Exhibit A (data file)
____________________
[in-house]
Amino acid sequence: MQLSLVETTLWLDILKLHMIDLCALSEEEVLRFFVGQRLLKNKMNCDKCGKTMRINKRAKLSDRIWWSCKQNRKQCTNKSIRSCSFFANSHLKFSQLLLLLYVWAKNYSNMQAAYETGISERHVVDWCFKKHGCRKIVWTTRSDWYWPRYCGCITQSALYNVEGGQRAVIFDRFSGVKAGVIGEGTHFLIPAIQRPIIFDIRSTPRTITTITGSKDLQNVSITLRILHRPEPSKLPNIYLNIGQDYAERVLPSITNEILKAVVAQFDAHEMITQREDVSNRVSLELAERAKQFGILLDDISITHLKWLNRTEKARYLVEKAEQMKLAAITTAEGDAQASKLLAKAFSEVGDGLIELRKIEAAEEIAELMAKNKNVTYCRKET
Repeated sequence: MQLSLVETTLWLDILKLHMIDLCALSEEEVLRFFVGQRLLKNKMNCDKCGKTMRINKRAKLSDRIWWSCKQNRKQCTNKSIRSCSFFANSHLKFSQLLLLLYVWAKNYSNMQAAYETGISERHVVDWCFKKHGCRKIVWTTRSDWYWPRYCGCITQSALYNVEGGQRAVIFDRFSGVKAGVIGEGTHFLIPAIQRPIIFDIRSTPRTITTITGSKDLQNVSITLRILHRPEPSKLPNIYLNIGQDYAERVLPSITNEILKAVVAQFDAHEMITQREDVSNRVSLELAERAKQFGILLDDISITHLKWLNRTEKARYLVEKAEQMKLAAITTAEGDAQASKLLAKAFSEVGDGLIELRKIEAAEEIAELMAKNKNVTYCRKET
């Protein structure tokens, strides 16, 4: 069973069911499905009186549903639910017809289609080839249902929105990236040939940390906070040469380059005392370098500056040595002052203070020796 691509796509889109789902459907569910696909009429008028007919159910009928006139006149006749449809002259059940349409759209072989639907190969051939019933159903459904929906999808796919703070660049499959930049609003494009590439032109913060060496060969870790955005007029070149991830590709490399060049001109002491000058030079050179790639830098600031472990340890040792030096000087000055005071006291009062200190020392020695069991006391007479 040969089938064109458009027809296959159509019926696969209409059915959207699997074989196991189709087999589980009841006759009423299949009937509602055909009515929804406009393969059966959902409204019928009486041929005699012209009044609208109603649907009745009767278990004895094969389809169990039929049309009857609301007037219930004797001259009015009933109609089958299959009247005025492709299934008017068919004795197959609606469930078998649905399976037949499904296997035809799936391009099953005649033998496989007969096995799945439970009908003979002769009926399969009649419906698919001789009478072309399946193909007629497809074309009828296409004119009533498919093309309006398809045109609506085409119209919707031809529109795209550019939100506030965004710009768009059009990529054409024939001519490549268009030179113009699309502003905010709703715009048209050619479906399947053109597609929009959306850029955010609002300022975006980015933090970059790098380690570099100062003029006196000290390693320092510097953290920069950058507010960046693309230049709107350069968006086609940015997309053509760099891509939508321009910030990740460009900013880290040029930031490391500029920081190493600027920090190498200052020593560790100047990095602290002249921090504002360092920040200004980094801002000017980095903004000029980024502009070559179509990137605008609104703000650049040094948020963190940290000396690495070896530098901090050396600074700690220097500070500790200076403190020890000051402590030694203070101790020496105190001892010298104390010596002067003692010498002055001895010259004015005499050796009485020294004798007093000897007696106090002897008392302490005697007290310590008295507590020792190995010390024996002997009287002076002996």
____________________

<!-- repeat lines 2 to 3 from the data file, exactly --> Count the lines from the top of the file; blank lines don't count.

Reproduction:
Amino acid sequence: MQLSLVETTLWLDILKLHMIDLCALSEEEVLRFFVGQRLLKNKMNCDKCGKTMRINKRAKLSDRIWWSCKQNRKQCTNKSIRSCSFFANSHLKFSQLLLLLYVWAKNYSNMQAAYETGISERHVVDWCFKKHGCRKIVWTTRSDWYWPRYCGCITQSALYNVEGGQRAVIFDRFSGVKAGVIGEGTHFLIPAIQRPIIFDIRSTPRTITTITGSKDLQNVSITLRILHRPEPSKLPNIYLNIGQDYAERVLPSITNEILKAVVAQFDAHEMITQREDVSNRVSLELAERAKQFGILLDDISITHLKWLNRTEKARYLVEKAEQMKLAAITTAEGDAQASKLLAKAFSEVGDGLIELRKIEAAEEIAELMAKNKNVTYCRKET
Repeated sequence: MQLSLVETTLWLDILKLHMIDLCALSEEEVLRFFVGQRLLKNKMNCDKCGKTMRINKRAKLSDRIWWSCKQNRKQCTNKSIRSCSFFANSHLKFSQLLLLLYVWAKNYSNMQAAYETGISERHVVDWCFKKHGCRKIVWTTRSDWYWPRYCGCITQSALYNVEGGQRAVIFDRFSGVKAGVIGEGTHFLIPAIQRPIIFDIRSTPRTITTITGSKDLQNVSITLRILHRPEPSKLPNIYLNIGQDYAERVLPSITNEILKAVVAQFDAHEMITQREDVSNRVSLELAERAKQFGILLDDISITHLKWLNRTEKARYLVEKAEQMKLAAITTAEGDAQASKLLAKAFSEVGDGLIELRKIEAAEEIAELMAKNKNVTYCRKET